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Burch, Headd move on in District 1

September 11, 2013
By TIFFANY REPECKI (trepecki@breezenewspapers.com) , Cape Coral Daily Breeze

A former Cape Coral mayor and council member was the obvious frontrunner in Tuesday's Primary Election, garnering more than 50 percent of the total votes cast in one city council race.

Jim Burch scored 57.39 percent, or 4,203 votes, for the District 1 seat. He was followed by David Headd, who took 26.41 percent - 1,934 votes. They will face off in the Nov. 5 General Election.

The third place slot went to Steven Golub, with 8.45 percent - 619 votes - while Graham Morris brought up the rear, earning 567 votes or 7.74 percent of the total number cast in the primary.

Article Photos

MICHAEL PISTELLA
Jim Burch, left, jokes with supporter Lou Simmons after Tuesday’s Primary Election. Burch will face David Headd for the Cape Coral City Council District 1 seat in November’s General Election.

"In Cape Coral, you never really know what your lead is or what it's not. You never know until the votes are counted," Burch said Tuesday, adding that he has been on both sides of the ledger.

He can only tell voters who he is and what his experience is.

"And let them decide," Burch said.

He was "very happy" with the primary election results.

"Our message is really resonating with the people. They want to see that positive change," Burch said.

He noted that there are eight seats on the council, including the mayor, and every vote is equal.

"I want to bring some experience and leadership," Burch said.

He emphasized that the city needs to generate revenue by other methods than on the backs of the homeowners, and that pre-platted communities should be treated differently by the state. Burch has been working with officials, and will continue to do so, to allocate tax money for municipalities.

Headd also expressed happiness Tuesday about the election results.

"It was a very, very low turnout," he said. "I'm happy to get what I've gotten"

"I'm really excited because my message is finally getting out to quite a few people," Headd added.

His message is one of fiscal responsibility, of cutting the Cape's $1 billion debt.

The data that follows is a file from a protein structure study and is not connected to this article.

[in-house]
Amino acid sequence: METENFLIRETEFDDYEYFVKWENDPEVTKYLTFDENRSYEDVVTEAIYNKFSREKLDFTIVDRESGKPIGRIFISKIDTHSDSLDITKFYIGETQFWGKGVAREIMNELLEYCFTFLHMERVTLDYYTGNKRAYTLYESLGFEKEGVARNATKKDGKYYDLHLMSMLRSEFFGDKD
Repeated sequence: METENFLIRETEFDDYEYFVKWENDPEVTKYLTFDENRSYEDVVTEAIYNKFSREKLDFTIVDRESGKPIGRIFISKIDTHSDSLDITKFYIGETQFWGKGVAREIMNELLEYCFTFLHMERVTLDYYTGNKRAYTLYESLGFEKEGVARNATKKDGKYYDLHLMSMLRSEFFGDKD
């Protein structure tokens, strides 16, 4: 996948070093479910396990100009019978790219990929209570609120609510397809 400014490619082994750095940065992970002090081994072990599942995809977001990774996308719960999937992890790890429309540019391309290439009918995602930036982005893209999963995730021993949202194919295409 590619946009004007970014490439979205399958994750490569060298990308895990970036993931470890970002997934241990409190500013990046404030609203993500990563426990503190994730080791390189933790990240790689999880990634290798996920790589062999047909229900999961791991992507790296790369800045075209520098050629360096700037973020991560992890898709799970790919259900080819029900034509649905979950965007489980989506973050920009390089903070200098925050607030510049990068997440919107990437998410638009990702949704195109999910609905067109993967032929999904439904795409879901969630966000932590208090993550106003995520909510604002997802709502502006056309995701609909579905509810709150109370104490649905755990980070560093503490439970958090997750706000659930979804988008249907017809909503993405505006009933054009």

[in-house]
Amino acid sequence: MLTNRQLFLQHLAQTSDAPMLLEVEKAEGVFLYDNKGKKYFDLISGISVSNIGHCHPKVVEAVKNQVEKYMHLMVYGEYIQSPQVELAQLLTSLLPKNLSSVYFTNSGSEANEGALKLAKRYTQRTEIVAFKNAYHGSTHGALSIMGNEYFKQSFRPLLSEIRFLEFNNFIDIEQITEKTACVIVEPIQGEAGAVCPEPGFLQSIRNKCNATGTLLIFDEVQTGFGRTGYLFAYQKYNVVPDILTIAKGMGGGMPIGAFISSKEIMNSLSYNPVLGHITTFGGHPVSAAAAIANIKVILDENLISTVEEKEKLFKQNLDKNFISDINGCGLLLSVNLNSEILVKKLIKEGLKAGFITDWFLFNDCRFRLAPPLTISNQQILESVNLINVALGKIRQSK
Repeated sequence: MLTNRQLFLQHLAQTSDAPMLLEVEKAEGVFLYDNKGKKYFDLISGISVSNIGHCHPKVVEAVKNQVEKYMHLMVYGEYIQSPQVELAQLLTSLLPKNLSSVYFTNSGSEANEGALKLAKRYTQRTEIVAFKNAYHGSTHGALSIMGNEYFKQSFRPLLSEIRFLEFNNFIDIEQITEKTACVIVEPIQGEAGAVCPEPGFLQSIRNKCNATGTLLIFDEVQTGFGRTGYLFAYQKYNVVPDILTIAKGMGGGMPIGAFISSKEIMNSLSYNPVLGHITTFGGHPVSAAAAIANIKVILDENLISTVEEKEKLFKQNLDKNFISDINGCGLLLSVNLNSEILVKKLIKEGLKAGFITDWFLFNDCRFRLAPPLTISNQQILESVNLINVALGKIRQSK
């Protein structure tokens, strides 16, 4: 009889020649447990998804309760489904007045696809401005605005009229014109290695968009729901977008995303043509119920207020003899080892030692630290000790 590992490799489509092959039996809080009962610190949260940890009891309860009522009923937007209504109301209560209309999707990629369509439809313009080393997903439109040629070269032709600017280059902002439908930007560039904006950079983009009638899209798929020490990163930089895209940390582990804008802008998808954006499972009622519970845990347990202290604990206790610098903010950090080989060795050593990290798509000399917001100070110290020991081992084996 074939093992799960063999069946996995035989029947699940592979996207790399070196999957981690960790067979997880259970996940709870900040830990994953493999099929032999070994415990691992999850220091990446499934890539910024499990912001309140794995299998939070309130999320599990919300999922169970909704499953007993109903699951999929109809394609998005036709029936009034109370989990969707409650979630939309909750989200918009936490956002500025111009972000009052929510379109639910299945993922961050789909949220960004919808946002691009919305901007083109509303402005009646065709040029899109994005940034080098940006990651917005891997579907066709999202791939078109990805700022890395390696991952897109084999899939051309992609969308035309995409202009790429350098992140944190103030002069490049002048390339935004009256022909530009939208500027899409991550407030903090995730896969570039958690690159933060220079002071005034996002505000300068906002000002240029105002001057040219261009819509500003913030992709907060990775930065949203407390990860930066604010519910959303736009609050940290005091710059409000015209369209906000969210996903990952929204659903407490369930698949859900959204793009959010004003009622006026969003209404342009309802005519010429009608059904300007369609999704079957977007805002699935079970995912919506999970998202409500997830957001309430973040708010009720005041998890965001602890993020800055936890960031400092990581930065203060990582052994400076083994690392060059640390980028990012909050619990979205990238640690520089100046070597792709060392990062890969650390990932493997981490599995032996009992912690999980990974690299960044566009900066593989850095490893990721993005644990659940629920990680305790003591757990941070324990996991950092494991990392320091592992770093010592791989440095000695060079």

"I hope to bring my message out to the rest of the city," Headd said of going into the general election.

In the coming months, his campaign plans to look into Burch's record on council.

"He was a pretty heavy spender," Headd said.

Leading into November, Burch's camp plans to continue its message.

"I want to continue to put out a positive vibration that Cape Coral can be a Southwest Florida leader," Burch said, adding that the council can legislate as a group instead of fighting with each other.

Burch also hopes to raise more funding than they had sought for the primary.

"We went into the primary with a relatively austere budget," he said. "I just didn't want to ask people who had no money to donate."

Burch thanked his opponents for running clean campaigns during the primary.

"I hope that David Headd continues that way," he said.

Golub said he had hoped Burch and Headd would split the votes and he would move on.

"I actually, realistically, knew I was going to lose," he said.

He thanked those who voted Tuesday, but expressed angst for the city's residents.

"I feel very bad for the people of the Cape," Golub said. "You're going to get the same old, same old. Nothing is going to change."

Fewer than 8 percent of the total registered voters cast a ballot in Tuesday's primary election.

Golub attributed the voter apathy to the work of the good old boys' network.

"That, to me, is the epitome with what is wrong with the Cape. The amount of apathy in the Cape," he said. "The people of Cape Coral are going to get what they deserve."

Asked what the winner in November should focus on, Golub said they should get rid of the utility tax and that they should prioritize the needs of the city's year-round residents as much as the snowbirds.

"I would like to see them change the direction that the city's going in," he said.

Morris did not immediately return a message Tuesday seeking comment.

The election results are not official until certified.

 
 

 

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